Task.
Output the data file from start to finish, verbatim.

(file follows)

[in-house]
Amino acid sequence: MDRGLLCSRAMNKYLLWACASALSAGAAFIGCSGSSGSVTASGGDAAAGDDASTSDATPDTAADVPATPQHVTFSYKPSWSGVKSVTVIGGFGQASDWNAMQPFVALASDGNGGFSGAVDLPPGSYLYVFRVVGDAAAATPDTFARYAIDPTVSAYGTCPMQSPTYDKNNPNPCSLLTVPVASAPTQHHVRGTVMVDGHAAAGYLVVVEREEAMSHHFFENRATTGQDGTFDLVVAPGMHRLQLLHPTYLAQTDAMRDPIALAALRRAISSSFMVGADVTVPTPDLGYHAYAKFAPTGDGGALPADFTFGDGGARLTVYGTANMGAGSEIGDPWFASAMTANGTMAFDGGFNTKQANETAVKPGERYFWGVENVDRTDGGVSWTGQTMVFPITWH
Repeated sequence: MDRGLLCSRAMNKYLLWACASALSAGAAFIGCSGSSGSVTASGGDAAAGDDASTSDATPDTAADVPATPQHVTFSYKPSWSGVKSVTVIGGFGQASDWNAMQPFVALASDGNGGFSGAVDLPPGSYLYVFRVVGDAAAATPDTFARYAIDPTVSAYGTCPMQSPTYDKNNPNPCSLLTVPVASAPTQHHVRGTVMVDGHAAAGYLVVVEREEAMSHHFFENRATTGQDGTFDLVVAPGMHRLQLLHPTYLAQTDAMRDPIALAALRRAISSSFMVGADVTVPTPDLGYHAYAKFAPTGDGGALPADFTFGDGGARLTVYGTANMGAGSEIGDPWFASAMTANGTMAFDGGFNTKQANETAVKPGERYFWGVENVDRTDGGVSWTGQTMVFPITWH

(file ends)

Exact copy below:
[in-house]
Amino acid sequence: MDRGLLCSRAMNKYLLWACASALSAGAAFIGCSGSSGSVTASGGDAAAGDDASTSDATPDTAADVPATPQHVTFSYKPSWSGVKSVTVIGGFGQASDWNAMQPFVALASDGNGGFSGAVDLPPGSYLYVFRVVGDAAAATPDTFARYAIDPTVSAYGTCPMQSPTYDKNNPNPCSLLTVPVASAPTQHHVRGTVMVDGHAAAGYLVVVEREEAMSHHFFENRATTGQDGTFDLVVAPGMHRLQLLHPTYLAQTDAMRDPIALAALRRAISSSFMVGADVTVPTPDLGYHAYAKFAPTGDGGALPADFTFGDGGARLTVYGTANMGAGSEIGDPWFASAMTANGTMAFDGGFNTKQANETAVKPGERYFWGVENVDRTDGGVSWTGQTMVFPITWH
Repeated sequence: MDRGLLCSRAMNKYLLWACASALSAGAAFIGCSGSSGSVTASGGDAAAGDDASTSDATPDTAADVPATPQHVTFSYKPSWSGVKSVTVIGGFGQASDWNAMQPFVALASDGNGGFSGAVDLPPGSYLYVFRVVGDAAAATPDTFARYAIDPTVSAYGTCPMQSPTYDKNNPNPCSLLTVPVASAPTQHHVRGTVMVDGHAAAGYLVVVEREEAMSHHFFENRATTGQDGTFDLVVAPGMHRLQLLHPTYLAQTDAMRDPIALAALRRAISSSFMVGADVTVPTPDLGYHAYAKFAPTGDGGALPADFTFGDGGARLTVYGTANMGAGSEIGDPWFASAMTANGTMAFDGGFNTKQANETAVKPGERYFWGVENVDRTDGGVSWTGQTMVFPITWH